KARACHI: Pakistan still lacks net-metering market, even though the power sector regulator had notified the regulations in 2015. As many as 1,143 distributed generation licences, with the total installed capacity of a meagre 19.55MW, were issued under the net-metering regime in FY19, National Electric Power Regulatory Authority (NEPRA) reported.
The Alternate Energy Development Board (AEDB) is targeting 1,000MW of net-metering-based solar installations by 2020/21 and 4,500MW by 2025.
However, experts believe the Distributed Generation and Net-Metering Regulations, introduced by NEPRA in September 2015, landed distribution companies (DISCOS) in unfamiliar territory. Having no prior experience of a mechanism through which to purchase electricity from consumers, several DISCOS expressed reservations over the technical and financial viability of net-metering.
Moreover, DISCOS’ staff lacks the technical expertise to implement the regulations, or evaluate interconnection feasibility, and that a large number of distributed generators may destabilise the reliability of the system.
An official of a renewable energy company offering net-metering solutions said the switch in their role from consumers to partial sellers of electricity might affect the revenues of DISCOs, at least in the short -term.
“Although this would help increase generation capacity and potentially alleviate the country’s power deficit, excessive distributed generation capacity installations may quickly challenge the financial liquidity of DISCOS.”
An official at a distribution company said they had been receiving net-metering
applications from the consumers, and licences were issued to them, but only a fraction of those setup distributed generation systems.
“It will not be a successful experience for them, as the consumers would end up paying more. We have reason to believe that under the impression of selling electricity, the consumers use substantially more than their normal consumption.”
Coordination between NEPRA and other government agencies in regulation design has improved, but the distributed generation sector too overlooks the importance of integrated planning.
“Distributed power generation and its related challenges, at this stage, can be compared to the early years of utility-scale renewable energy deployment in Pakistan. It remains to be seen, which government agency will assume the supervisory role for creating a net-metering market. The roles of various agencies have yet to be defined,” a recent report on Pakistan issued by the International Renewable Energy Agency (IRENA) noted.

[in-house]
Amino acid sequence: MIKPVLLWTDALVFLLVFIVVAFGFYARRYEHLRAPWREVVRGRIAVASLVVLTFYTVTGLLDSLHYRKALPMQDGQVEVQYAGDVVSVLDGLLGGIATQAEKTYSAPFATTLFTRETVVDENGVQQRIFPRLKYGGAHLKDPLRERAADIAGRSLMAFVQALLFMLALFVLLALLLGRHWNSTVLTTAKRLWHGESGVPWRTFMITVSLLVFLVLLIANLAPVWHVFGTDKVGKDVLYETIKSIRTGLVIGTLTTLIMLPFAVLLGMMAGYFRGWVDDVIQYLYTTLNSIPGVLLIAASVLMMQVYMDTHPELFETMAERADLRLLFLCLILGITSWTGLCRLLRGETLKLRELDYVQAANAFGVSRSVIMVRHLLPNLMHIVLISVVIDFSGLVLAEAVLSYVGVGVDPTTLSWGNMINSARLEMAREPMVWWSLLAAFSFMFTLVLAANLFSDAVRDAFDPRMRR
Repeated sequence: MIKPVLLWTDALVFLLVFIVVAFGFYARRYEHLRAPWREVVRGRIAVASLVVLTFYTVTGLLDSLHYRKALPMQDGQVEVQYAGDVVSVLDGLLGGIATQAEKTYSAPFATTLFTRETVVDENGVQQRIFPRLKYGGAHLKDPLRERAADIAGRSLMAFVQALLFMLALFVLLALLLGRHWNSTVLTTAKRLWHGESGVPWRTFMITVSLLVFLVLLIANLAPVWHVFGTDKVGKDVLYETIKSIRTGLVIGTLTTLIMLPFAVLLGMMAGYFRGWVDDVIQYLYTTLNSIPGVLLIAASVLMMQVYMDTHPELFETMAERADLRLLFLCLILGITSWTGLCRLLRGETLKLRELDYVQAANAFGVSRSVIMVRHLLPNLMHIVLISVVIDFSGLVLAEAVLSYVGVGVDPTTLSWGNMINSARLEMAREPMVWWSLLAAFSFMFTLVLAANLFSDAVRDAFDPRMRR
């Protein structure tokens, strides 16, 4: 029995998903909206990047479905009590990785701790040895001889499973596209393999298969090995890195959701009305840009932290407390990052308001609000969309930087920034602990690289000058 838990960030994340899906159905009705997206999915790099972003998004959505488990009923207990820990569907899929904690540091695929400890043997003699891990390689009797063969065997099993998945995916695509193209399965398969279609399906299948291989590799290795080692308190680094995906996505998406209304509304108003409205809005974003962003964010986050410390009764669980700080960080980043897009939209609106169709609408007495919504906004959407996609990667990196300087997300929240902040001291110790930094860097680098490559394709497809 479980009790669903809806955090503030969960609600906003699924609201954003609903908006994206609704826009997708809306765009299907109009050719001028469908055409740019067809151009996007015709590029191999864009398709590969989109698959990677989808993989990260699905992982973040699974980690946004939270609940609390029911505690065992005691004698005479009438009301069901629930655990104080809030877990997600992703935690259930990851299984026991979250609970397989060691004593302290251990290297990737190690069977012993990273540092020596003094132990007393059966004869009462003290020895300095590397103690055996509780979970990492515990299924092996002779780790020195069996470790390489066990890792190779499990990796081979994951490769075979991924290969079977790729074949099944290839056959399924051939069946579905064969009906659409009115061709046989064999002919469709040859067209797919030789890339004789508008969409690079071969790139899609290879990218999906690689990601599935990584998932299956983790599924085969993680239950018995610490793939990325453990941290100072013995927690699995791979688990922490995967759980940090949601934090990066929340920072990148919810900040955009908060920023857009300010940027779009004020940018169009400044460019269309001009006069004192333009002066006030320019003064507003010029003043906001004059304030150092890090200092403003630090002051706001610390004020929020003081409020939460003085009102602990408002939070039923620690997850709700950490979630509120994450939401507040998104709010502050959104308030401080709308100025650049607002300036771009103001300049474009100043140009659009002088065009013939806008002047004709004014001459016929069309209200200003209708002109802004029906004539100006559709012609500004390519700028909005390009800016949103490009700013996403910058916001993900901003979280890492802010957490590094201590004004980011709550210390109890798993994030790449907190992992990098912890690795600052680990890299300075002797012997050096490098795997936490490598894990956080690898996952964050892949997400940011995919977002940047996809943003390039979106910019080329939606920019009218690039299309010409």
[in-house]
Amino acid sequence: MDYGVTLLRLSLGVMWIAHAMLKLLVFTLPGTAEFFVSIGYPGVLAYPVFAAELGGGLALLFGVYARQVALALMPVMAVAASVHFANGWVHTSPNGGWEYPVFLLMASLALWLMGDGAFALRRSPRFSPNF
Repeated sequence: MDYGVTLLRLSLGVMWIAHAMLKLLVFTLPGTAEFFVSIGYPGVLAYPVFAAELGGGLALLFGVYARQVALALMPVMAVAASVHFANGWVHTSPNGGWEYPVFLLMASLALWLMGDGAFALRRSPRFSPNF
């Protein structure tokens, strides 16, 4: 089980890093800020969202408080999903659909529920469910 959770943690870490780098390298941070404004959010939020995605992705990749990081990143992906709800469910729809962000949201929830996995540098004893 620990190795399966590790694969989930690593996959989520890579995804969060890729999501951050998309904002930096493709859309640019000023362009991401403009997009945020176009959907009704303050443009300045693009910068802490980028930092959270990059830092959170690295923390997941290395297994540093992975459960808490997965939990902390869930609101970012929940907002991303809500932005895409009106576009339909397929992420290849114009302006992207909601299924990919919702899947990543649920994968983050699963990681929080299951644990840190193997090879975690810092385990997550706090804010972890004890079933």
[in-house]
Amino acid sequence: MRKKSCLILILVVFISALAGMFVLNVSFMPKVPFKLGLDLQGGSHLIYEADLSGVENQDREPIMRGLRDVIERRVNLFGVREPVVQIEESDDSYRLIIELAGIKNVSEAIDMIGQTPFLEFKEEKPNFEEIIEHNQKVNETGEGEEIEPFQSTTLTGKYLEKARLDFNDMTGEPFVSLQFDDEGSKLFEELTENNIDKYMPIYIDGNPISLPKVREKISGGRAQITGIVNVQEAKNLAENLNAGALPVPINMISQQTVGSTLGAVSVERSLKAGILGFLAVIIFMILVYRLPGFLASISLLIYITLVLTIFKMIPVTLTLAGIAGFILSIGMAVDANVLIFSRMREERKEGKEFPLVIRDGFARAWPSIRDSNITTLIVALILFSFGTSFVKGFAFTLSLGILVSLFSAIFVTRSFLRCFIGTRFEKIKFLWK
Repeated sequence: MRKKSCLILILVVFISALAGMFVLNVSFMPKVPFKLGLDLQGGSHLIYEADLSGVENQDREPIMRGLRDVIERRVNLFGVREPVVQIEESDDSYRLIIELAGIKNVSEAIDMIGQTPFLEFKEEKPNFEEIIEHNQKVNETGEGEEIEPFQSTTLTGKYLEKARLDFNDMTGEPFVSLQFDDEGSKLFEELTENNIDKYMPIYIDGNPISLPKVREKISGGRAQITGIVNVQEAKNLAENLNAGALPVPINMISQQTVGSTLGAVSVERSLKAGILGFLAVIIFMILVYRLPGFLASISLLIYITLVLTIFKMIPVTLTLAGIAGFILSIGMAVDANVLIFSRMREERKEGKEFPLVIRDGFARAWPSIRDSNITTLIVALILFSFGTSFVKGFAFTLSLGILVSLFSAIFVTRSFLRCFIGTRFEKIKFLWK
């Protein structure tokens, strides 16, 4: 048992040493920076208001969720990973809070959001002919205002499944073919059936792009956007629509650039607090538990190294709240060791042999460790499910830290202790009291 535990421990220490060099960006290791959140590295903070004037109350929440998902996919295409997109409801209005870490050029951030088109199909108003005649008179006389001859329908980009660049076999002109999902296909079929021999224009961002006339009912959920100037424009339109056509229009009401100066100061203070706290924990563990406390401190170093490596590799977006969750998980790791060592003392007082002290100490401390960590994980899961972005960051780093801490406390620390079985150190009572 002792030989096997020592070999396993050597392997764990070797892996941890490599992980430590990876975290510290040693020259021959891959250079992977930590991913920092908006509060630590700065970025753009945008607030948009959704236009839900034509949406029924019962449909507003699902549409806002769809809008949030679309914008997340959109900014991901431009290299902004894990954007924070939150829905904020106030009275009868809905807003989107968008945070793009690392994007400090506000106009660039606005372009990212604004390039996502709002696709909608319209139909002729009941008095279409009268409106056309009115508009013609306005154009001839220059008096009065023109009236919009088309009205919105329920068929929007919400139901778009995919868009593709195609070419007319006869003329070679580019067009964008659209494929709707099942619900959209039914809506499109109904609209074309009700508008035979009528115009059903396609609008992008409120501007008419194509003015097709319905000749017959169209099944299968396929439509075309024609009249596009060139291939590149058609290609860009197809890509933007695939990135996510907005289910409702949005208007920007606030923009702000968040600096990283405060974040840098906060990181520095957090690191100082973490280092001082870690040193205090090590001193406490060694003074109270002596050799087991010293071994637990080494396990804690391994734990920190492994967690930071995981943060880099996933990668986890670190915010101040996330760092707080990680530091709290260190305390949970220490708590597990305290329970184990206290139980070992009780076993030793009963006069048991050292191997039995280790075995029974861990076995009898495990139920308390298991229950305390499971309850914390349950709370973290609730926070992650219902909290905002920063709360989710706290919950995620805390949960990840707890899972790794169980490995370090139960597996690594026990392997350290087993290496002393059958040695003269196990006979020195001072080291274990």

NEPRA’s net-metering regulations offer an opportunity to exploit the vastly available and geographically scattered solar energy.
“Given the importance of grid integrity and overall financial viability to DISCOs, the technical and financial impacts of distributed power generation should be an integral part of Pakistan’s energy planning. Since the dynamics of distributed power generation differ significantly from the conventional power generation system, growth would create challenges that decision makers must resolve appropriately,” IRENA reported.
The ministry of power expects a large number of systems would get installed in near- to short-term due to enhanced awareness, better service delivery through prequalified installers, strict adherence to equipment quality standards and monitored focus of DISCOS for the promotion of net-metering.
Concerns over commercial viability expressed by various DISCOS are not quantifiable at this stage. However, these concerns cannot be ruled out, since they echo those of distribution utilities in other countries.
“Integrated energy planning should; thus, include a rigorous analysis of distributed power generation potential and its impacts on the economics of the power market. This is important to ensure the fair distribution of anticipated dividends so that net-metering may be seen as mutually beneficial to both buyer and seller,” IRENA report showed.
Technical challenges and the lack of experience in distributed power generation are valid concerns that can be addressed by building capacity. The government should facilitate such programmes, but DISCOS would remain responsible for allocating sufficient resources to develop their in-house capacities.
The same can be said about administrative and security challenges that DISCOs must resolve to ensure compliance with the NEPRA standards. The government could consider installing flagship projects at various locations to help DISCOS gain the much-needed confidence and technical knowhow without added commercial obligation